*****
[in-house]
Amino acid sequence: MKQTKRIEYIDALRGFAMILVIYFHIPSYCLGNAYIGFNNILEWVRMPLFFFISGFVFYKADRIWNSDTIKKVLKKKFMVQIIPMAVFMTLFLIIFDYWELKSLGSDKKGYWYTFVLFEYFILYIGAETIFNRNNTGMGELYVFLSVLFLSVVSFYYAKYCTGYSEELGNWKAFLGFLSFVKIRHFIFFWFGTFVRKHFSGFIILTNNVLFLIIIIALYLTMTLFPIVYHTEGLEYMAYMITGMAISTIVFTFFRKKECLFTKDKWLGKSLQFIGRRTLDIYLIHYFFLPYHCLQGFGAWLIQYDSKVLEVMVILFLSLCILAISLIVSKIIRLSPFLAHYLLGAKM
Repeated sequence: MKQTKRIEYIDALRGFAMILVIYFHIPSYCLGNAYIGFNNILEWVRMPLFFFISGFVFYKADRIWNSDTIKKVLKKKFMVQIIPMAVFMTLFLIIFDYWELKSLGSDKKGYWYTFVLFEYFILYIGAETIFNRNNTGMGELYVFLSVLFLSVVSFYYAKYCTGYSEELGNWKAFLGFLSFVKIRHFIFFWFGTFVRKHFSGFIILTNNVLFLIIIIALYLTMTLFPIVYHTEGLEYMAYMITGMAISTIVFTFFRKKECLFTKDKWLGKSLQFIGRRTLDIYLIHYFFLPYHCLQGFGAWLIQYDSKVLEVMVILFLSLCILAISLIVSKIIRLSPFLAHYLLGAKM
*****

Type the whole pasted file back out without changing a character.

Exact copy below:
[in-house]
Amino acid sequence: MKQTKRIEYIDALRGFAMILVIYFHIPSYCLGNAYIGFNNILEWVRMPLFFFISGFVFYKADRIWNSDTIKKVLKKKFMVQIIPMAVFMTLFLIIFDYWELKSLGSDKKGYWYTFVLFEYFILYIGAETIFNRNNTGMGELYVFLSVLFLSVVSFYYAKYCTGYSEELGNWKAFLGFLSFVKIRHFIFFWFGTFVRKHFSGFIILTNNVLFLIIIIALYLTMTLFPIVYHTEGLEYMAYMITGMAISTIVFTFFRKKECLFTKDKWLGKSLQFIGRRTLDIYLIHYFFLPYHCLQGFGAWLIQYDSKVLEVMVILFLSLCILAISLIVSKIIRLSPFLAHYLLGAKM
Repeated sequence: MKQTKRIEYIDALRGFAMILVIYFHIPSYCLGNAYIGFNNILEWVRMPLFFFISGFVFYKADRIWNSDTIKKVLKKKFMVQIIPMAVFMTLFLIIFDYWELKSLGSDKKGYWYTFVLFEYFILYIGAETIFNRNNTGMGELYVFLSVLFLSVVSFYYAKYCTGYSEELGNWKAFLGFLSFVKIRHFIFFWFGTFVRKHFSGFIILTNNVLFLIIIIALYLTMTLFPIVYHTEGLEYMAYMITGMAISTIVFTFFRKKECLFTKDKWLGKSLQFIGRRTLDIYLIHYFFLPYHCLQGFGAWLIQYDSKVLEVMVILFLSLCILAISLIVSKIIRLSPFLAHYLLGAKM